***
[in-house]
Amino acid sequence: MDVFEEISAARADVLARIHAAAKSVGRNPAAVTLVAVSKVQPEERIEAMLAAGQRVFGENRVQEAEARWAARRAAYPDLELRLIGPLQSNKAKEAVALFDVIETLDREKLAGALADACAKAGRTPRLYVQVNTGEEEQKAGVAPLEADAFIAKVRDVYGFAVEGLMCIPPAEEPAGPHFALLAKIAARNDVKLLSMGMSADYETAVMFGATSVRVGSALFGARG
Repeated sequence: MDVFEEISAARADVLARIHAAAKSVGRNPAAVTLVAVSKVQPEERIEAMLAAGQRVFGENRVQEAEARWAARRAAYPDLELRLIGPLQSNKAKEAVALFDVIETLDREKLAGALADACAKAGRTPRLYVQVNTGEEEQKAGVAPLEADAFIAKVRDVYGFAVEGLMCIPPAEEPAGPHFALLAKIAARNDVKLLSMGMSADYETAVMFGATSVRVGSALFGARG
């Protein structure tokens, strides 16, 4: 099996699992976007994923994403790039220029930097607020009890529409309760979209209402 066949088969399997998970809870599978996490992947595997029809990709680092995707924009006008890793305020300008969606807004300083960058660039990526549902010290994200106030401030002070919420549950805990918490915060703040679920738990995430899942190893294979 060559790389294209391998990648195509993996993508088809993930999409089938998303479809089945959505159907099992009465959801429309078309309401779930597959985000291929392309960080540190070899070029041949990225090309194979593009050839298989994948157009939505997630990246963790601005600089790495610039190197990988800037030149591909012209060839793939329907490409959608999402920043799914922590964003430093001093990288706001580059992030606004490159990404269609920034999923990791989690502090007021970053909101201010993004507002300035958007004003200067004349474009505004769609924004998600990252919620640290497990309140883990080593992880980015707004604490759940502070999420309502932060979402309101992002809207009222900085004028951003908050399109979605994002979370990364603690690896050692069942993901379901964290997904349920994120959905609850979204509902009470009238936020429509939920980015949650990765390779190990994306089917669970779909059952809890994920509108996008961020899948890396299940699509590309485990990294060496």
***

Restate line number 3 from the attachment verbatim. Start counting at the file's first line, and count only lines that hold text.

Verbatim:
Repeated sequence: MDVFEEISAARADVLARIHAAAKSVGRNPAAVTLVAVSKVQPEERIEAMLAAGQRVFGENRVQEAEARWAARRAAYPDLELRLIGPLQSNKAKEAVALFDVIETLDREKLAGALADACAKAGRTPRLYVQVNTGEEEQKAGVAPLEADAFIAKVRDVYGFAVEGLMCIPPAEEPAGPHFALLAKIAARNDVKLLSMGMSADYETAVMFGATSVRVGSALFGARG